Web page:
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The Collaborative International Dictionary of English v.0.48:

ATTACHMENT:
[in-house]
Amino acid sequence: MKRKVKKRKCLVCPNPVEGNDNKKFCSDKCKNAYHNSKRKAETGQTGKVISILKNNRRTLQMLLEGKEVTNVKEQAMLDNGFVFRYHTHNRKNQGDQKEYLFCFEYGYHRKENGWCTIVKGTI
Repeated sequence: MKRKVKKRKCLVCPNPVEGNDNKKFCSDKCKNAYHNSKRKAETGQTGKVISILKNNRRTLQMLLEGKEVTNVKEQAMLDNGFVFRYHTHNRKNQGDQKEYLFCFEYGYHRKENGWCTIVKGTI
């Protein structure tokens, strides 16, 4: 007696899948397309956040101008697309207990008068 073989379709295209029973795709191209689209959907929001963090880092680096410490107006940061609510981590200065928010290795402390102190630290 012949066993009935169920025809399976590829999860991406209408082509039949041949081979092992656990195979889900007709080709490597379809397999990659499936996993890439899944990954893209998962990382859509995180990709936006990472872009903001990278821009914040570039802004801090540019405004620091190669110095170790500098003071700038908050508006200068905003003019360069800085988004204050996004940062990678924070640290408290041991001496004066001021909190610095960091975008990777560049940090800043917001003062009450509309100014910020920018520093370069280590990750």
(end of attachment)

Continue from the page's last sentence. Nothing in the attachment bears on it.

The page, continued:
Vie \Vie\ (v[imac]), v. i. [imp. & p. p. Vied (v[imac]d); p. pr. & vb. n. Vying (v[imac]"[i^]ng).] [OE. vien, shortened fr. envien, OF. envier to invite, to challenge, a word used in gambling, L. invitare to invite; of uncertain origin. Cf. Invite, Envie.] 1. To stake a sum upon a hand of cards, as in the old game of gleek. See Revie. [Obs.] [1913 Webster] 2. To strive for superiority; to contend; to use emulous effort, as in a race, contest, or competition. [1913 Webster] In a trading nation, the younger sons may be placed in such a way of life as . . . to vie with the best of their family. --Addison. [1913 Webster] While Waterloo with Cannae's carnage vies. --Byron. [1913 Webster]